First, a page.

Browsing All Posts filed under »invertebrates«

Restoration and invertebrates: Build it and at least some of them will come

September 25, 2017

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It’s commonly assumed that the biodiversity of a disturbed ecosystem can be improved by restoring its original physical and chemical conditions. According to this “Field of Dreams” view (“build it and they will come”), ecosystem recovery occurs through the recolonization activities of lost species.  While a lot of river restoration is founded on Field of […]

Restoration and invertebrates: Reappraising stream condition indicators

September 25, 2017

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In degraded rivers and stream systems, the replanting of riparian vegetation is a common restoration activity, partly because increases in shading, nutrient interception and litter fall are expected to provide food and habitat benefits for aquatic communities. Changed habitat conditions should be reflected in indices of stream condition, such as those based on macroinvertebrate richness. […]

Coarse, shallow and wooden… but useful nonetheless

June 19, 2017

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Coarse woody debris (CWD) derived from shoreline trees provides an important, spatially complex habitat and a food source for lake-dwelling organisms. Here are some interesting facts about lake CWD, taken from a recent review paper: In the absence of the physical action of flowing water, CWD breaks down more slowly in lakes than in streams. […]

Plankton migration is system-dependent

June 19, 2017

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Lake zooplankton commonly switch microhabitats on a regular day-night basis by migrating horizontally between stands of vegetation and open waters, or by migrating vertically between deep and surface waters. These movements have been explained in terms of the need to avoid predators (especially fish) and excessive ultraviolet radiation.  However, although zooplankton are known to seek […]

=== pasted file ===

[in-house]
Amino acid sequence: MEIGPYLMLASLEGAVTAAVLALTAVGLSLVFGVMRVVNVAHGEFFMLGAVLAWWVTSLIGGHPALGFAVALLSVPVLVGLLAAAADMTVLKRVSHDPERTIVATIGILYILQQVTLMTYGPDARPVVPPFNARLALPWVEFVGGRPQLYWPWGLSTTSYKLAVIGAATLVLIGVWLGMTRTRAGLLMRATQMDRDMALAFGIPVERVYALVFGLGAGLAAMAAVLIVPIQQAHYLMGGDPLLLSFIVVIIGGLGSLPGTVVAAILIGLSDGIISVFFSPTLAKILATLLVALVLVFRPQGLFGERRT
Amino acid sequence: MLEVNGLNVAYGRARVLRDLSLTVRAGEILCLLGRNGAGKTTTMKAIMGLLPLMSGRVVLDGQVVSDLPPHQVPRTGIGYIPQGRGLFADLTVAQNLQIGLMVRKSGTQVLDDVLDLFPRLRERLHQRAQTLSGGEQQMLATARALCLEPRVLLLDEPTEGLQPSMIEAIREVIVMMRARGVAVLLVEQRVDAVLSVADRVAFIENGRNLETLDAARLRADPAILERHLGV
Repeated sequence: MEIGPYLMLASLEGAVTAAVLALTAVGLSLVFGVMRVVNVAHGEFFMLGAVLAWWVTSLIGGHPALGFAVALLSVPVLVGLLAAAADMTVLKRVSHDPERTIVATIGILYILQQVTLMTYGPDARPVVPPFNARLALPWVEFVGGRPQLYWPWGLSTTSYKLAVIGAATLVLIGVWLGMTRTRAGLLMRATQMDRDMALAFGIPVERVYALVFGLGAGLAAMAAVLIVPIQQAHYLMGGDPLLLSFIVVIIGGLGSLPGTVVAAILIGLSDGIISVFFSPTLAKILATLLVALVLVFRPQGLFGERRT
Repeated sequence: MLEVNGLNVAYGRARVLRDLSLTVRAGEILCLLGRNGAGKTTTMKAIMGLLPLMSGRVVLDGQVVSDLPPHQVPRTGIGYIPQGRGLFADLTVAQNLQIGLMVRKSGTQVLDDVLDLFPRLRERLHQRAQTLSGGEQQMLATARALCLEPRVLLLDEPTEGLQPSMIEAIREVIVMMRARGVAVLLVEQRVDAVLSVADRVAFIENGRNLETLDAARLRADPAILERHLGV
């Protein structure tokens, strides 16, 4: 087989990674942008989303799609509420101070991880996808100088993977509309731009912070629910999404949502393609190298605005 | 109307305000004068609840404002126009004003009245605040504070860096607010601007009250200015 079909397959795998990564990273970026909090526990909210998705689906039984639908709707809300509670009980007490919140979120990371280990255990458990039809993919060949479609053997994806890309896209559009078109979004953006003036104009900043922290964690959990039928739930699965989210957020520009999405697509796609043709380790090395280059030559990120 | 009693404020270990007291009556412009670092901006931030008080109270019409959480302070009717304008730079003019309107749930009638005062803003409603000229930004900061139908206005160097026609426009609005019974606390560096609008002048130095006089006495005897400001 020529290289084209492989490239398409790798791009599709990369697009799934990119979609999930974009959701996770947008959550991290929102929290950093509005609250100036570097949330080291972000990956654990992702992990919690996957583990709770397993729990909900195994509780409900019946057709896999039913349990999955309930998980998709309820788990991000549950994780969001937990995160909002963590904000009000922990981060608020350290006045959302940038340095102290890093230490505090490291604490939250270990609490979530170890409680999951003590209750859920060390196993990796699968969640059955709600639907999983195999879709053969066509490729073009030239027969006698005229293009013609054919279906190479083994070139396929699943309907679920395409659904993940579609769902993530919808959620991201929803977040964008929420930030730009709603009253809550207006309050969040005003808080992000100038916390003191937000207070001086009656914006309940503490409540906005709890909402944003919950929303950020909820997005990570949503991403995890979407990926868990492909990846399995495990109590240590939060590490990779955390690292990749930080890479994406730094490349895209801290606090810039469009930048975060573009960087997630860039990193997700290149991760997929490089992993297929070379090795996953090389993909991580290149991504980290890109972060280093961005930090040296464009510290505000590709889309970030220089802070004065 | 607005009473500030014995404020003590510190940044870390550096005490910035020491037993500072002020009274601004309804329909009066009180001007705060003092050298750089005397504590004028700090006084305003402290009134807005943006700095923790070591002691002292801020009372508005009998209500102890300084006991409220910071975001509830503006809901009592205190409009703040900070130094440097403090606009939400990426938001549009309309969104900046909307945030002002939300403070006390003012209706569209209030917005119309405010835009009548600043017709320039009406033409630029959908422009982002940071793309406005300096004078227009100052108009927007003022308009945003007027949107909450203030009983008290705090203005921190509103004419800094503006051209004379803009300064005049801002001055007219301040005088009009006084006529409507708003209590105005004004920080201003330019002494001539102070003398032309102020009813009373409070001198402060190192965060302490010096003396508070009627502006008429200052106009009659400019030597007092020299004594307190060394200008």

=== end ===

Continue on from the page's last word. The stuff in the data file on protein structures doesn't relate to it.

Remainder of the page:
Environmentalism with attitude: the importance of psychology

June 19, 2017

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Although public support can be crucial in achieving aquatic management goals, management approaches often receive little input from disciplines that focus on the relationship between humans and the environment.  A recently-published paper used case studies, some specifically relating to freshwater issues, to show how environmental psychology and natural sciences can work together to successfully tackle […]

How the terrestrial landscape affects aquatic dispersal

June 19, 2017

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How does the surrounding terrestrial landscape affect the dispersal of pond-dwelling organisms? Although some studies suggest that small aquatic crustaceans can disperse efficiently across a range of intervening environments, other work has pointed to dispersal limitation, especially over large distances.  Czech researchers examined the passive dispersal of microcrustaceans (cladocerans, copepods, and ostracods) by comparing communities […]

How big is a food patch?

June 19, 2017

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Most studies of food patch choice by foraging animals have assumed that the patches in question are separate and well-defined. However, in many cases, predators feed in continuous habitats without obvious, discrete patches, and researchers are forced to choose an arbitrary spatial scale when calculating prey densities and interpreting the impacts of predators. An important […]